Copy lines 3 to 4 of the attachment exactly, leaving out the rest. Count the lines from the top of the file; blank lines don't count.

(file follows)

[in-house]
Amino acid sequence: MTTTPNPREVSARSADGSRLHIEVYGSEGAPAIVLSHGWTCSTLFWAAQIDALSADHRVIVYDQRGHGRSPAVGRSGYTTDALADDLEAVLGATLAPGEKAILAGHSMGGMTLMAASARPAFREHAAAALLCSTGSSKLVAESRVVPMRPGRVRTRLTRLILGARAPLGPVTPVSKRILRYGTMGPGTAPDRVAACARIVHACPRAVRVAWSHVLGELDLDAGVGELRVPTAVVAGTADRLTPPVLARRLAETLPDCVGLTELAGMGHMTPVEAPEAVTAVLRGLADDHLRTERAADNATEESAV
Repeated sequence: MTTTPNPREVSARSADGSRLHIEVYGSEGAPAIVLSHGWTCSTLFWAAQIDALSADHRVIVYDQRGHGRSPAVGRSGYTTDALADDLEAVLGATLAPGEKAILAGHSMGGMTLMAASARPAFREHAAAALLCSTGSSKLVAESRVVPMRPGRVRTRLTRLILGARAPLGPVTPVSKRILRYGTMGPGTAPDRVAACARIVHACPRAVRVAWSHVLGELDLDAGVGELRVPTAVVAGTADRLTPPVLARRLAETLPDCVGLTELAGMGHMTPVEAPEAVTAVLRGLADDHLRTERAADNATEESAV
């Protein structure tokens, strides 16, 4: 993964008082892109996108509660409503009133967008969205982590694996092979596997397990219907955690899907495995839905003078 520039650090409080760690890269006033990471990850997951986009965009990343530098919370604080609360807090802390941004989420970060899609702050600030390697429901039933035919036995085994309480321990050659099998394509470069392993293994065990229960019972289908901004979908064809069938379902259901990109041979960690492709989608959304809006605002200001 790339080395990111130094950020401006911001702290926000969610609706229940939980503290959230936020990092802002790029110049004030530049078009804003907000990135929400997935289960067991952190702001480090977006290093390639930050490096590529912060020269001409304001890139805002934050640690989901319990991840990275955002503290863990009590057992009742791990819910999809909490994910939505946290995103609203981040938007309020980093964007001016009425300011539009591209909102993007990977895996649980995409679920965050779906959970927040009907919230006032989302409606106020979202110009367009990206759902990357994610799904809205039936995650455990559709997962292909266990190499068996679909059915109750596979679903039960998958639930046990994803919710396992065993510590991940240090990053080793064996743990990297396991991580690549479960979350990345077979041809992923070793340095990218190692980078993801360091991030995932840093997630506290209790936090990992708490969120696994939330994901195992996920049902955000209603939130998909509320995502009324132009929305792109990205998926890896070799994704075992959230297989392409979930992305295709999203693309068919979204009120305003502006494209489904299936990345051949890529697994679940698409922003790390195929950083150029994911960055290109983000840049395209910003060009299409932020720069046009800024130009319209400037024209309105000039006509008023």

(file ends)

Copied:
Repeated sequence: MTTTPNPREVSARSADGSRLHIEVYGSEGAPAIVLSHGWTCSTLFWAAQIDALSADHRVIVYDQRGHGRSPAVGRSGYTTDALADDLEAVLGATLAPGEKAILAGHSMGGMTLMAASARPAFREHAAAALLCSTGSSKLVAESRVVPMRPGRVRTRLTRLILGARAPLGPVTPVSKRILRYGTMGPGTAPDRVAACARIVHACPRAVRVAWSHVLGELDLDAGVGELRVPTAVVAGTADRLTPPVLARRLAETLPDCVGLTELAGMGHMTPVEAPEAVTAVLRGLADDHLRTERAADNATEESAV
């Protein structure tokens, strides 16, 4: 993964008082892109996108509660409503009133967008969205982590694996092979596997397990219907955690899907495995839905003078 520039650090409080760690890269006033990471990850997951986009965009990343530098919370604080609360807090802390941004989420970060899609702050600030390697429901039933035919036995085994309480321990050659099998394509470069392993293994065990229960019972289908901004979908064809069938379902259901990109041979960690492709989608959304809006605002200001 790339080395990111130094950020401006911001702290926000969610609706229940939980503290959230936020990092802002790029110049004030530049078009804003907000990135929400997935289960067991952190702001480090977006290093390639930050490096590529912060020269001409304001890139805002934050640690989901319990991840990275955002503290863990009590057992009742791990819910999809909490994910939505946290995103609203981040938007309020980093964007001016009425300011539009591209909102993007990977895996649980995409679920965050779906959970927040009907919230006032989302409606106020979202110009367009990206759902990357994610799904809205039936995650455990559709997962292909266990190499068996679909059915109750596979679903039960998958639930046990994803919710396992065993510590991940240090990053080793064996743990990297396991991580690549479960979350990345077979041809992923070793340095990218190692980078993801360091991030995932840093997630506290209790936090990992708490969120696994939330994901195992996920049902955000209603939130998909509320995502009324132009929305792109990205998926890896070799994704075992959230297989392409979930992305295709999203693309068919979204009120305003502006494209489904299936990345051949890529697994679940698409922003790390195929950083150029994911960055290109983000840049395209910003060009299409932020720069046009800024130009319209400037024209309105000039006509008023």